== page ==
Women and their friends
- 1 Background and overview
- 2 General writing tips
- 3 Being welcoming to anyone who identifies as a woman (and welcoming trans women)
- 4 Write up a code of conduct and use it to empower volunteers
- 5 Telling solo men they're not welcome to attend
- 6 Kicking someone out of the group
- 7 Other resources
Background and overview
Many programming communities have been running gender diversity outreach events in the past few years. If you're organizing an event where women are invited, and anyone else may also join if they are the invited guest of a woman, you might run into situations where you have to communicate something awkward to an attendee. This page exists so you can just copy-and-paste rather than stress out.
Organizers of "women and their friends"-style outreach events can find themselves in murky waters. We work to build communities that contain, welcome, and respect a wider range of people than before. But in doing so, we find ourselves in situations where tact seems advisable. We mostly communicate with attendees (and prospective attendees) in writing -- by email, and on meetup pages. It's easy to spend dozens of minutes, or hours, fine-tuning an email to avoid misunderstanding.
So this is a collection of situations organizers have found themselves in and some text that seems to have worked okay! It documents a collection of standard practices among groups like the Boston Python Workshop, the Chicago Python Workshop, and others that stay in touch through the OpenHatch events community.
(Also: Major credit to Railsbridge for coining the term "women and their friends.)
Most of this text is so short as to not need a copyright statement. As a special exception to the regular OpenHatch wiki policy, editors to this page affirm they release their text under the terms of CC Zero.
If you want to contribute text you've used for a workshop you've run when you've run into a bind, please just add a section.
General writing tips
- When writing a possibly awkward message, minimize your attack surface.
- One helpful tip is to begin as many sentences with "I" as possible. Describe what you see or know first-hand, and avoid assertions about the person's underlying motivations. Describe specific behaviors you saw, or indicate how you know about them, if you are writing about problematic behavior.
- Where possible, defend your actions by the rules your group has already agreed to. If you're "just following the rules," that leaves fewer opportunities for attack, and also makes your point of view very clear.
- Insist on a high standard of evidence. For example, ask for which specific person invited the person as a guest, rather than asking if they are the invited guest of someone. This may seem somewhat intrusive, but you do it to protect yourself and avoid any misunderstanding. Frankly, it means that the only way to weasel out of the "+1" requirement is for the person to make a direct lie which is easy to verify. This means that checking the truth of what they say is very easy.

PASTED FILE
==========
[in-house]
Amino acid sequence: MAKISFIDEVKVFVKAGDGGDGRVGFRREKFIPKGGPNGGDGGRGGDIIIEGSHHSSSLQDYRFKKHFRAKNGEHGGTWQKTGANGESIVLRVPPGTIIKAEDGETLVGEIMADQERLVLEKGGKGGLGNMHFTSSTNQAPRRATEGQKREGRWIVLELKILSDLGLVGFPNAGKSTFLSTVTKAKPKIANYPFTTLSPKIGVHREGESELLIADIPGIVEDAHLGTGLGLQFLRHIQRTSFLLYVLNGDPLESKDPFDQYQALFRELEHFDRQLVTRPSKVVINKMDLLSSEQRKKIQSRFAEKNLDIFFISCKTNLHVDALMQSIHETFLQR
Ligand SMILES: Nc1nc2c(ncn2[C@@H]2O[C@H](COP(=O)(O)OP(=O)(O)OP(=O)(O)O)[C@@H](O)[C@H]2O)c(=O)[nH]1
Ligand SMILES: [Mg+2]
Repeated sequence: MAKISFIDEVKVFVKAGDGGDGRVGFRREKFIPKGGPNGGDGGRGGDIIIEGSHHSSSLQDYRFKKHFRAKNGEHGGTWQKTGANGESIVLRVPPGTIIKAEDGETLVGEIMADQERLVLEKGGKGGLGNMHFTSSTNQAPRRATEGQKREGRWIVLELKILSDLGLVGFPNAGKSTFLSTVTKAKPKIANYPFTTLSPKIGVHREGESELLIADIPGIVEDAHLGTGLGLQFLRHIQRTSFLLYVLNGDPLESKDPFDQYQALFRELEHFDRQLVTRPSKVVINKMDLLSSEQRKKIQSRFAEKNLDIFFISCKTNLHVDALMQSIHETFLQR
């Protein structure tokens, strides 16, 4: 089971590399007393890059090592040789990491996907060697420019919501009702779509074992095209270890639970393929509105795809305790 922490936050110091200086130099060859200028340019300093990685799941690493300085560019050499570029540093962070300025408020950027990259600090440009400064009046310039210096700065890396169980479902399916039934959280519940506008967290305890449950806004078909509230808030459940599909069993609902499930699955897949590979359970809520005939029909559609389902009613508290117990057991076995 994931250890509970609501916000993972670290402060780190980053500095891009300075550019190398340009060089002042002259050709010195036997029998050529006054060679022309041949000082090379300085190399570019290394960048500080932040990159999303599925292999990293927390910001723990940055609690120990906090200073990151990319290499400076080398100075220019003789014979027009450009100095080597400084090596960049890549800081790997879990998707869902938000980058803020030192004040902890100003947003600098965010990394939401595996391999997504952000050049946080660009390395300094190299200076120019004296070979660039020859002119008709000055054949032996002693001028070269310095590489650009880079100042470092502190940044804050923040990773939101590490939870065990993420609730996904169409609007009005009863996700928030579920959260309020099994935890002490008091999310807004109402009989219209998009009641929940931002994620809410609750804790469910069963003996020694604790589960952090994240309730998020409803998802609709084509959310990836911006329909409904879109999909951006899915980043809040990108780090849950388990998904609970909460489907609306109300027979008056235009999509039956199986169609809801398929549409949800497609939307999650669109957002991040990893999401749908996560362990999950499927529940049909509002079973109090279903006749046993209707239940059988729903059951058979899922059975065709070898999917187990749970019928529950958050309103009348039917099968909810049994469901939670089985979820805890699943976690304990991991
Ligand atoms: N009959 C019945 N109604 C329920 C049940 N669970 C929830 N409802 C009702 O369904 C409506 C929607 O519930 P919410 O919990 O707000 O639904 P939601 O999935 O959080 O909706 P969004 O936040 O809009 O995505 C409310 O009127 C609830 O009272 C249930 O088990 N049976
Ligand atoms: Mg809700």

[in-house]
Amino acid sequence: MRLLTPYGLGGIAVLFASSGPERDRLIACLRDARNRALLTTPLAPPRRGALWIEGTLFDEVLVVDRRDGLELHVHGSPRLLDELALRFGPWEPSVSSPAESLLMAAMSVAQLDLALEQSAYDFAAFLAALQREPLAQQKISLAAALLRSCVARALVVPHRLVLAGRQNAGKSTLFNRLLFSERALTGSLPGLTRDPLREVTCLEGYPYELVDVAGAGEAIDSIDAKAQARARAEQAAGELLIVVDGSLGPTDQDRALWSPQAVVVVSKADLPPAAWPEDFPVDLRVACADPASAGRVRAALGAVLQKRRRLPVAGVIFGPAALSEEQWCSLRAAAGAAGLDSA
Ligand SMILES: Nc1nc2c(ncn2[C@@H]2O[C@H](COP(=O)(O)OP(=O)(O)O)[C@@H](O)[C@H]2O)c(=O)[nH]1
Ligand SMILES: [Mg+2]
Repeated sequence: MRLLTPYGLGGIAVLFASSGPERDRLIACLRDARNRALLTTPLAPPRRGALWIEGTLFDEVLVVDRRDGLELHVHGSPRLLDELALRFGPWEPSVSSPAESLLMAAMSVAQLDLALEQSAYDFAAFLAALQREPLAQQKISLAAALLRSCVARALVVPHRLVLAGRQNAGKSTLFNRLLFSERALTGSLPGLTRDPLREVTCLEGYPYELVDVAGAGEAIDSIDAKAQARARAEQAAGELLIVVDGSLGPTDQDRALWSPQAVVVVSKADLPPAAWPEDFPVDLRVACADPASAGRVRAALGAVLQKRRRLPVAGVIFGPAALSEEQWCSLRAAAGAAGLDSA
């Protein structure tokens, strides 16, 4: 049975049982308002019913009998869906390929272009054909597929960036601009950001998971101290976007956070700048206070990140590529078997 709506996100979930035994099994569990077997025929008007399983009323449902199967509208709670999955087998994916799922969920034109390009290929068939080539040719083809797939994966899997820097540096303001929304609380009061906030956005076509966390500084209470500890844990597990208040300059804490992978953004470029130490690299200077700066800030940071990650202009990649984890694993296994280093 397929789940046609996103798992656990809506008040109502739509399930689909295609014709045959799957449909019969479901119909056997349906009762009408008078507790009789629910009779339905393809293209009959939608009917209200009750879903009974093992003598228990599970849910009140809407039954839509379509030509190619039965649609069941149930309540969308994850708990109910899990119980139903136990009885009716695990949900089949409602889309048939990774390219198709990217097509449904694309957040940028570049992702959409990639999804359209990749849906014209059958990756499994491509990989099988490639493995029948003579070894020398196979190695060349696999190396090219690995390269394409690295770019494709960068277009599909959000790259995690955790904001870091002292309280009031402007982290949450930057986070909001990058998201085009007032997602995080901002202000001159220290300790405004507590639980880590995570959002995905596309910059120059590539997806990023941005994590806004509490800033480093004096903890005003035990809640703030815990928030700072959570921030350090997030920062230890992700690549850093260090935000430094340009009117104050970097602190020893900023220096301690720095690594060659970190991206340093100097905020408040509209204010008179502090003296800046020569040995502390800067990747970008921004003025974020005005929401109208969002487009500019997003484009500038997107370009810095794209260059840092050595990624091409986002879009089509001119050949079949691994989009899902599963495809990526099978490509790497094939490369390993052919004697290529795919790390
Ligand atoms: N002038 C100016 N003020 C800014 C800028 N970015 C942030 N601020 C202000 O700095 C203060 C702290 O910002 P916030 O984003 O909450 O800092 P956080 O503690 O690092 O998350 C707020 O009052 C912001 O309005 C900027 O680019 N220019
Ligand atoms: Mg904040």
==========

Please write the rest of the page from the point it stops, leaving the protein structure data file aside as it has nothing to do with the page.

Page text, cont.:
- Indicate the goals of the workshop, and indicate how your question helps you be sure you are reaching that goal.
- Where possible, use deadlines liberally. For example, tell the person you will adjust their RSVP to "no" by (for example) Tuesday at 9 PM if you don't hear an answer. Keep in mind that you do have an event timeline you want to stick to, so timelines are very useful for you as an organizer.
- Be courteous, if you have the patience for it. Being nice to people doesn't cost you anything, and keep in mind you could be reacting to a misunderstanding. Be prepared for that possibility by indicating what you saw and what your goals and concerns are.
Being welcoming to anyone who identifies as a woman (and welcoming trans women)
The Boston Python user group workshopped the following text which has stayed a part of the event invitation since it first appeared:
Audience: Women and their friends who have no or limited programming experience. This event is welcoming and respectful of trans women. Men are welcome as guests of women who are attending (please RSVP as well).
You can see it in context on a recent Boston Python Workshop signup page.
Write up a code of conduct and use it to empower volunteers
After one problematic attendee came to the Chicago Python Workshop, they created a code of conduct. They based theirs on:
- The Sample Code of Conduct on the Geek Feminism wiki,
- The PyCon Code of Conduct, and
- The short but effective FreeGeek Chicago Code of Conduct.
It might seem like a lot of work, and it is probably a 10-30 minute investment to write a sample document, and a day's conversation on your staff mailing list. It's worth it to think about these before-hand.
Telling solo men they're not welcome to attend
On an event page
Two men asked, on the web page for the first Boston Python Workshop, if they were special enough to break the rules:
No male in this event :( i want to go
Any males allowed? Like Francis, I would love to get an intro to Python.